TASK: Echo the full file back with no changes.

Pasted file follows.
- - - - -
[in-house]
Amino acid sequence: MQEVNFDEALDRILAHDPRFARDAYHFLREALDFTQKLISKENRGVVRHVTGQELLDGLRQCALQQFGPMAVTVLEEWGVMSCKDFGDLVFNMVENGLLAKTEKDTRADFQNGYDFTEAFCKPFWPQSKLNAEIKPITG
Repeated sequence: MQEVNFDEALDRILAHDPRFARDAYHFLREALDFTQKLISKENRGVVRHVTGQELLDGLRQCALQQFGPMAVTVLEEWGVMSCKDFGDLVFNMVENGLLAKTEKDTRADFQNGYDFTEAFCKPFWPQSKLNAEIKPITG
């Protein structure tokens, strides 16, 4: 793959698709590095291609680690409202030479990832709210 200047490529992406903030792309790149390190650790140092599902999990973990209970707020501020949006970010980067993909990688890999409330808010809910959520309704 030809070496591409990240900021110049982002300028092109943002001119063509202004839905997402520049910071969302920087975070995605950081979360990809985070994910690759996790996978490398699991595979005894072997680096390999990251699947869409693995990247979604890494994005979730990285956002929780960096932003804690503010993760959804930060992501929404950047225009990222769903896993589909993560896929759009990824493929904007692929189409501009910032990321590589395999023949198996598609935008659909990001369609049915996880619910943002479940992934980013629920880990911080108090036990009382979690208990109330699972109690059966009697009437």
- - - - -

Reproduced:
[in-house]
Amino acid sequence: MQEVNFDEALDRILAHDPRFARDAYHFLREALDFTQKLISKENRGVVRHVTGQELLDGLRQCALQQFGPMAVTVLEEWGVMSCKDFGDLVFNMVENGLLAKTEKDTRADFQNGYDFTEAFCKPFWPQSKLNAEIKPITG
Repeated sequence: MQEVNFDEALDRILAHDPRFARDAYHFLREALDFTQKLISKENRGVVRHVTGQELLDGLRQCALQQFGPMAVTVLEEWGVMSCKDFGDLVFNMVENGLLAKTEKDTRADFQNGYDFTEAFCKPFWPQSKLNAEIKPITG
């Protein structure tokens, strides 16, 4: 793959698709590095291609680690409202030479990832709210 200047490529992406903030792309790149390190650790140092599902999990973990209970707020501020949006970010980067993909990688890999409330808010809910959520309704 030809070496591409990240900021110049982002300028092109943002001119063509202004839905997402520049910071969302920087975070995605950081979360990809985070994910690759996790996978490398699991595979005894072997680096390999990251699947869409693995990247979604890494994005979730990285956002929780960096932003804690503010993760959804930060992501929404950047225009990222769903896993589909993560896929759009990824493929904007692929189409501009910032990321590589395999023949198996598609935008659909990001369609049915996880619910943002479940992934980013629920880990911080108090036990009382979690208990109330699972109690059966009697009437």